“It’s entirely possible for states to try to criminally prosecute it. It’s not clear to me you can,” Mr. Blackman said. “It would be a radical shift in how law works.”
The Supreme Court’s June 24 decision in Dobbs v. Jackson Women’s Health Organization overruled nearly 50 years of precedent under Roe v. Wade, which gave women a national right to abortion. By sending the issue to the states, the court set off a legislative and legal scramble.
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Justice Brett M. Kavanaugh signaled in his concurrence that women could travel from state to state for the procedure.
“May a State bar a resident of that State from traveling to another State to obtain an abortion? In my view, the answer is no based on the constitutional right to interstate travel,” Justice Kavanaugh wrote.
Many states had pro-life laws on the books that are now poised to take effect and impose criminal penalties on abortion providers. A 1974 Texas law also makes it a felony to furnish “the means for procuring an abortion,” which would apply to pro-choice groups that fund procedures, said state Rep. Briscoe Cain, a Republican.
What the state laws don’t do is target pregnant women. The 2019 Alabama law barring most abortions makes it a felony for a provider to perform an illegal procedure but specifically states that no woman seeking or undergoing an abortion “shall be criminally or civilly liable.”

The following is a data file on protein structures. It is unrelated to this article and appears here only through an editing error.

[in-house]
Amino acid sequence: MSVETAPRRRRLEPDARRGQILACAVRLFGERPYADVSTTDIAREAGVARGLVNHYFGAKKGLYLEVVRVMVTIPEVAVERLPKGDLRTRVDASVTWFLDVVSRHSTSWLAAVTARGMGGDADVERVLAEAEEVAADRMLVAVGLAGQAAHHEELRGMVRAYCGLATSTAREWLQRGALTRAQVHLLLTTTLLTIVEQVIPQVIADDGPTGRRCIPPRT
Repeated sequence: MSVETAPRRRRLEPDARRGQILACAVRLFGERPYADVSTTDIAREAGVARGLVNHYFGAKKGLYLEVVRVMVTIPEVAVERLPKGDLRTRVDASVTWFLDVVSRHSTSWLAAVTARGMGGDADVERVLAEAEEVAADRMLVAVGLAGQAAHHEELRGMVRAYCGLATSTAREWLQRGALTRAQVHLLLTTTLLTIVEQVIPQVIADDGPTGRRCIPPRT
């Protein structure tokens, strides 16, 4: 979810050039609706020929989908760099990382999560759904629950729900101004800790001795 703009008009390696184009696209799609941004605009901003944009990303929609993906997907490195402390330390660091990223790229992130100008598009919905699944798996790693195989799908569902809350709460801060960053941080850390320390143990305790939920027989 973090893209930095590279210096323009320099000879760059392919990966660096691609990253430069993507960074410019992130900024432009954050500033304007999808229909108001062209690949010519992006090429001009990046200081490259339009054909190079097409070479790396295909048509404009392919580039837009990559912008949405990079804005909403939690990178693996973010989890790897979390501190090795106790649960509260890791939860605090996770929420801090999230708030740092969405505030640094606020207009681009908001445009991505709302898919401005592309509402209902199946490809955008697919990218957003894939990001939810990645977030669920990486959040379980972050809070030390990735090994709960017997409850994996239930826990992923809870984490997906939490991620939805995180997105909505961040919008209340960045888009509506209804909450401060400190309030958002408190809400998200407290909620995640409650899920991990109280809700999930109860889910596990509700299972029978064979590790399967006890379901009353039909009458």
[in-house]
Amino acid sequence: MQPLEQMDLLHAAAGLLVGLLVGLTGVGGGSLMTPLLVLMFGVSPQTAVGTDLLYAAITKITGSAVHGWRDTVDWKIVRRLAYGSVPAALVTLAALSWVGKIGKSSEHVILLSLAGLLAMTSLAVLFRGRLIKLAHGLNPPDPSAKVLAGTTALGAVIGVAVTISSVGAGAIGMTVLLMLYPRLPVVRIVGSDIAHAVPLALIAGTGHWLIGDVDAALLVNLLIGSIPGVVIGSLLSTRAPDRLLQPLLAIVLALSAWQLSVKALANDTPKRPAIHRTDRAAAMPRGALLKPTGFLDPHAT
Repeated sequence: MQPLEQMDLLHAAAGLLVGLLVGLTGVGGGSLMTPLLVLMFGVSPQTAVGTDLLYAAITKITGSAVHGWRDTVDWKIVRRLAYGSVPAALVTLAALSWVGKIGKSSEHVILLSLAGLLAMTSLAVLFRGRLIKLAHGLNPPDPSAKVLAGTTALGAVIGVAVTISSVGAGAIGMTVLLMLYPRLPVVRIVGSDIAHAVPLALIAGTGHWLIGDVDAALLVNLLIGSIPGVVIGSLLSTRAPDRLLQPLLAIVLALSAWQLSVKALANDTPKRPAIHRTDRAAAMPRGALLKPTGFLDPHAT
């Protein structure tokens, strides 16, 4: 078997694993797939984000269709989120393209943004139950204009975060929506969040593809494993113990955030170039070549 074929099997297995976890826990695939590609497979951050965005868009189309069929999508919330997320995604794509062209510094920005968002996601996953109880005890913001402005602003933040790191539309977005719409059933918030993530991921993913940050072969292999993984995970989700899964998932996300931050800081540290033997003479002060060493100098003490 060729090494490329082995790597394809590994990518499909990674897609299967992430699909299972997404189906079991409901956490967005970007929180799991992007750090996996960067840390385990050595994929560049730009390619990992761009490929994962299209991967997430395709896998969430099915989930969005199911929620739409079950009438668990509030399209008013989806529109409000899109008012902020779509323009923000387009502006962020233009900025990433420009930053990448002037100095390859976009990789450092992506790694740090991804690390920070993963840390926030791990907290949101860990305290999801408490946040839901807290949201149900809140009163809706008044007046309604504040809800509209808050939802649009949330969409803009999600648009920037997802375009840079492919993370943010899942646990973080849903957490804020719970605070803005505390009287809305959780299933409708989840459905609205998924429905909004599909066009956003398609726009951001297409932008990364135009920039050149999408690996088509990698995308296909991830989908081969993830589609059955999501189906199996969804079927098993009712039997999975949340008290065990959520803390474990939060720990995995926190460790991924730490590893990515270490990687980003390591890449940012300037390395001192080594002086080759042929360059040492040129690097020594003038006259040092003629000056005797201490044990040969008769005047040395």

Kristi Hamrick, a spokesperson for Students for Life of America, echoed the views of leading pro-life organizations. “We do not support prosecuting women but keeping the focus of law enforcement on those who have created a business out of ending innocent life,” she said.
Peter Breen, vice president and senior counsel of the Thomas More Society, said the Dobbs decision buttresses the case for pursuing abortion providers because it found that a pregnant woman and unborn child “are two human lives.”
“You ask any lawyer in the country, ‘Can a state stop an adult resident from going across state lines to get a medical procedure?’ Of course, you’d say no,” Mr. Breen said. “But you ask, ‘Can a state regulate or prevent a child who’s a resident of that state from being taken across state lines for sex trafficking, abuse or death?’ You’re going to get a different answer.”
He emphasized that shielding pregnant women from prosecution is paramount.